TROPHY SKULL # 19
DAYAK CARVED: HEAD HUNTING HUMAN TROPH SKULL #19
HAND CARVED HUMAN BONE AND SHELL
and Kenyah. There used to be a tradition of retaliation for old headhunts,
which kept the practice alive. External interference by the reign of the
Brooke Rajahs in Sarawak and the Dutch in Kalimantan Borneo curtailed
and limited this tradition. Apart from massed raids, the practice of headhunting
was then limited to individual retaliation attacks or the result of chance
encounters. Early Brooke Government reports describe Dayak Iban and
Kenyah War parties with captured enemy heads. At various times, there
have been massive coordinated raids in the interior, and throughout coastal
Borneo, directed by the Raj during Brooke's reign in Sarawak. This may
have given rise to the term, Sea Dayak, although, throughout the 19th Century,
Sarawak Government raids and independent expeditions appeared to have been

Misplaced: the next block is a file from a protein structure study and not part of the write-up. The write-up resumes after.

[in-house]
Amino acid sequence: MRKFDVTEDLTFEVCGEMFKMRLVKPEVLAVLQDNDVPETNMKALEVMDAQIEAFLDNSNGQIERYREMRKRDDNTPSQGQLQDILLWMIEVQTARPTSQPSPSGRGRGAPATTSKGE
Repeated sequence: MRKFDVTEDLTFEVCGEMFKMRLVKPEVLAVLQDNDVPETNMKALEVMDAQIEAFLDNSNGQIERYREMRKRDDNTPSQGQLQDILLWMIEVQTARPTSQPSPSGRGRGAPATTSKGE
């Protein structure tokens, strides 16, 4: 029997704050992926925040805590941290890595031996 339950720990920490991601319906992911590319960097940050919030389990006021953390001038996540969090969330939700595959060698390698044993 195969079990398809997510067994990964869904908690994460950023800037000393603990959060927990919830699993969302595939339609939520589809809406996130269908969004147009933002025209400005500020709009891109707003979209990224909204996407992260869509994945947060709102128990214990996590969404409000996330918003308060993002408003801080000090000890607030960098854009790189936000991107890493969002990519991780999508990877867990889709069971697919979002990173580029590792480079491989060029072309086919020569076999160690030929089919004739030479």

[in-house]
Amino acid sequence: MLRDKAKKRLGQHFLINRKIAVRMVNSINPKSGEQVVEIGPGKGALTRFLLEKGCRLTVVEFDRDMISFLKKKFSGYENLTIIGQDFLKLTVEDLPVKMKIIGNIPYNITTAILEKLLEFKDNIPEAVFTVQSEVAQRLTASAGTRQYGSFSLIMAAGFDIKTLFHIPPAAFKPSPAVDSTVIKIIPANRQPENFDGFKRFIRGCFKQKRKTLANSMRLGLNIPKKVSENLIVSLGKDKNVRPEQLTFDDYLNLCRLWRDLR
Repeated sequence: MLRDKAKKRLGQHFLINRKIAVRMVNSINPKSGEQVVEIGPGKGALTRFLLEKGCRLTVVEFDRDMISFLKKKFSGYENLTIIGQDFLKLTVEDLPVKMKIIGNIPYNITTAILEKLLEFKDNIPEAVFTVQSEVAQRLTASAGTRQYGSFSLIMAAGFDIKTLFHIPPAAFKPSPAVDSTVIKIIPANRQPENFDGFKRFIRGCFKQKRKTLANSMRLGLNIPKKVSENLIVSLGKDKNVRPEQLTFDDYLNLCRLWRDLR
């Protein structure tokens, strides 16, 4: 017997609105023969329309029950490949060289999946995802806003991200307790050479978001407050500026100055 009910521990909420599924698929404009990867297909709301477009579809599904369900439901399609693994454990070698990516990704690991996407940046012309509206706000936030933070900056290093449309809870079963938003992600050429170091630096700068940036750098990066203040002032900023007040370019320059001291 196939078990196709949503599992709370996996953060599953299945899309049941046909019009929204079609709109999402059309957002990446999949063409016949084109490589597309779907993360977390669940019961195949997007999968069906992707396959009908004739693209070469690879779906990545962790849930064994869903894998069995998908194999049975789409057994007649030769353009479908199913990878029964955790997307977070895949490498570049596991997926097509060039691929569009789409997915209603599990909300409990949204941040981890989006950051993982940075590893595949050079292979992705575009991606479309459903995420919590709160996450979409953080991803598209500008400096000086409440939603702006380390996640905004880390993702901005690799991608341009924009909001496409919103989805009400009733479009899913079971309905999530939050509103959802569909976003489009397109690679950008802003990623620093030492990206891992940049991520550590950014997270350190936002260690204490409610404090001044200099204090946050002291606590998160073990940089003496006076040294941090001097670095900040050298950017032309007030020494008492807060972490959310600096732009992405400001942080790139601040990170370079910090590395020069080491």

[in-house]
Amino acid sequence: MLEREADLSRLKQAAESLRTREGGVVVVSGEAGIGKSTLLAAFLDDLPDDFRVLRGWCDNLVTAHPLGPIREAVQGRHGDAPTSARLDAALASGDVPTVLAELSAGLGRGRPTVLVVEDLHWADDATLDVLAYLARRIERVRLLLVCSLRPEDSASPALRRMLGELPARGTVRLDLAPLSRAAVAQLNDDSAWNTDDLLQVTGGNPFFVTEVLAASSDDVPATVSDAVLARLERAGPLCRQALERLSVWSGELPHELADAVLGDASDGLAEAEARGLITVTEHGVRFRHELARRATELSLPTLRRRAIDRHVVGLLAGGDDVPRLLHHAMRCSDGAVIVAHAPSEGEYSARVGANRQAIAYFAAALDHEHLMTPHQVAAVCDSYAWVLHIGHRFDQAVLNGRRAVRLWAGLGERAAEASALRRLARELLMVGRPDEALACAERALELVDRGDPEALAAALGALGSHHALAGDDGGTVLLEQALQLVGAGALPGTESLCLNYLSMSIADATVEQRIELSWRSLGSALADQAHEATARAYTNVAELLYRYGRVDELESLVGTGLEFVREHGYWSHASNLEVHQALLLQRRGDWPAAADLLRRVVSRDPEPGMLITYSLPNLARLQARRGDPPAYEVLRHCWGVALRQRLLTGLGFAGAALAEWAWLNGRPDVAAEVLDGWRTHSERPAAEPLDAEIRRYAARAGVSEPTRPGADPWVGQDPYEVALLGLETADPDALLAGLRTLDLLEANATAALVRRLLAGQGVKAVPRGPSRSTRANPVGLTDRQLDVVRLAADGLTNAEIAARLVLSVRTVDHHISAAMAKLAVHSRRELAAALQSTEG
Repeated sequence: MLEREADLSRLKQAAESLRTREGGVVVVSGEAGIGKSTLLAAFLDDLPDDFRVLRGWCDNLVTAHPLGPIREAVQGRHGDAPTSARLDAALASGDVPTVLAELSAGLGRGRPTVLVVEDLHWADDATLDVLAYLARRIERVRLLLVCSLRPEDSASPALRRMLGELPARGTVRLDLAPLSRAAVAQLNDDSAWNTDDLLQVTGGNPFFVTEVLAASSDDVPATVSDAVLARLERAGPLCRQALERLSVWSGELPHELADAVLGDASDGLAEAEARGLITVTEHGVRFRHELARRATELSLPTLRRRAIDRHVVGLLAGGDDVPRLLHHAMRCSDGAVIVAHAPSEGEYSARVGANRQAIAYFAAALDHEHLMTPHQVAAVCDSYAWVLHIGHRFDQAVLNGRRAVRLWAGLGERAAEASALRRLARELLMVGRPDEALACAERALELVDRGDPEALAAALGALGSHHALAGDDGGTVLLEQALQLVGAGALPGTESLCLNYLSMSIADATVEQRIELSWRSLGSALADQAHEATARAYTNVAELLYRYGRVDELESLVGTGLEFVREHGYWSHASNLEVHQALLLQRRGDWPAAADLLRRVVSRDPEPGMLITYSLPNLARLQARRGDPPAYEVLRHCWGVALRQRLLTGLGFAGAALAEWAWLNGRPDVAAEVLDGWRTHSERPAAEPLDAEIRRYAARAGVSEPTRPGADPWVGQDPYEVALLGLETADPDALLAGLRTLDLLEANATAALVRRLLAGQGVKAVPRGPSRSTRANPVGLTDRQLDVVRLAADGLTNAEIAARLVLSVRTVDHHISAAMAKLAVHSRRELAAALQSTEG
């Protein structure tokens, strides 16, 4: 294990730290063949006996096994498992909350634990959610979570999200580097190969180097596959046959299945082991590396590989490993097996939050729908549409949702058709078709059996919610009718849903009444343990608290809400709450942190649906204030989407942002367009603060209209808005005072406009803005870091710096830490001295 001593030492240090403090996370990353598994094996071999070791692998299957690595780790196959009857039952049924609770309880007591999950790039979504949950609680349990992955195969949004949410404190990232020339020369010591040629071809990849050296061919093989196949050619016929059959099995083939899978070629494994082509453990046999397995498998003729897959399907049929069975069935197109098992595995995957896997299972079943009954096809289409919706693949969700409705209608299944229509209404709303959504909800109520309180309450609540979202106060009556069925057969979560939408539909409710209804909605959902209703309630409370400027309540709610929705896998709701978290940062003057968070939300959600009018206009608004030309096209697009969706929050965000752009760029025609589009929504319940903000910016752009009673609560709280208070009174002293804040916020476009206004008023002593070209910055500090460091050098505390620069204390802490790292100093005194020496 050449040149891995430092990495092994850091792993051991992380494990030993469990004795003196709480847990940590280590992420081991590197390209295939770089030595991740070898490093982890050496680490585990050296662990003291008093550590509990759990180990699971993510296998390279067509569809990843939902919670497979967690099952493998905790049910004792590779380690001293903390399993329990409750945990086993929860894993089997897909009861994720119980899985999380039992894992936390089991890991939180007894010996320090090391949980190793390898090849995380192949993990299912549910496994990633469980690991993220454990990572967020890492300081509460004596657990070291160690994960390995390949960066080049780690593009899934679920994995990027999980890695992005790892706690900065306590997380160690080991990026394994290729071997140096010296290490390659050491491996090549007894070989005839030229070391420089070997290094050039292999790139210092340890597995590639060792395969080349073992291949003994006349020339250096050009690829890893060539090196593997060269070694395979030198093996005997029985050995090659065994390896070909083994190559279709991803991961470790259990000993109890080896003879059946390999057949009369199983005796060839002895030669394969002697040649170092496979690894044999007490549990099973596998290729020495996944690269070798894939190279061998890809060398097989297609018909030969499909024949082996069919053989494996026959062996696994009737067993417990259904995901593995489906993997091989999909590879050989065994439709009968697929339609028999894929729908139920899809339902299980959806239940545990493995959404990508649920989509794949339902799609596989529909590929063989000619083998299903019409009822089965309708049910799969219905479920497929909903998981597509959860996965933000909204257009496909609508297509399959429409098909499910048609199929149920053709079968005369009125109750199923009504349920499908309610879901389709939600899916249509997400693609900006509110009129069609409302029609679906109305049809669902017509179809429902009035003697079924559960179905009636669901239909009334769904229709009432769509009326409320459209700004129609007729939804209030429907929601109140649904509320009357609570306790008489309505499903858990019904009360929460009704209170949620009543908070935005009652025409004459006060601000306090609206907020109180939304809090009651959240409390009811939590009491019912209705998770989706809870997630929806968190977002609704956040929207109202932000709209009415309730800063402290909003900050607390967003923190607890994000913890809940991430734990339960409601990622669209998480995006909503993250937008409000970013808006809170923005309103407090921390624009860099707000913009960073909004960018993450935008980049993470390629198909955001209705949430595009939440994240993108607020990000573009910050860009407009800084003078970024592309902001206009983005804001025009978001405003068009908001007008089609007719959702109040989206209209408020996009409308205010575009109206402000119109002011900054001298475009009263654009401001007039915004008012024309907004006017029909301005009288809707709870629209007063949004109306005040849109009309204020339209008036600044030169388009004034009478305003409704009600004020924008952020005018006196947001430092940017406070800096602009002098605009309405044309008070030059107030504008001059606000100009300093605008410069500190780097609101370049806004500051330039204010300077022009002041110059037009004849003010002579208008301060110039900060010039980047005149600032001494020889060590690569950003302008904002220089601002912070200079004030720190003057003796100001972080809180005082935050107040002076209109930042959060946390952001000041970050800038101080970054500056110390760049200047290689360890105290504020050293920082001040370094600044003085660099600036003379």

carried out as far as Brunei, Mindanao, East coast Malaya, Jawa and Celebes.
Tandem diplomatic relations between the Sarawak Government (Brooke Rajah)
and Britain (East India Company and the Royal Navy) acted as a pivot and a
deterrence to the former's territorial ambitions, against the Dutch
administration in the Kalimantan regions and client sultanates.
THE DAYAK TRIBE, FROM BORNEO ISLAND
INDONESIA, CARVE DESIGNS INTO THE SKULLS
OF THEIR HEADHUNTED VICTIMS AND INSERT WOODEN FIGURES.
THE DAYAK, IFUGAO, AND NAGA HUMAN SKULLS ARE HEAD HUNTING TROPHIES.
"ANCESTOR" SKULLS. THE DIFFERENCE IS; HEAD HUNTED SKULLS
ARE ACQUIRED FROM ENEMY
ANCESTOR SKULLS ARE COLLECTED AND VENERATED TO REMEMBER
DECEASED FAMILY MEMBERS. THE IFUGAO COLLECT BONES OF DEAD
RELATIVES; WRAP THEM IN TRIBAL TEXTILES, AND STORE THEM IN THE
RAFTERS UNDER THEIR HUTS. HUMAN SKULLS AND SKULL CAPS FROM
NEPAL ARE RITUAL OFFERTORY VESSELS THAT ARE USED AS
DRINKING CUPS IN TIBETAN BUDDHIST CEREMONIES.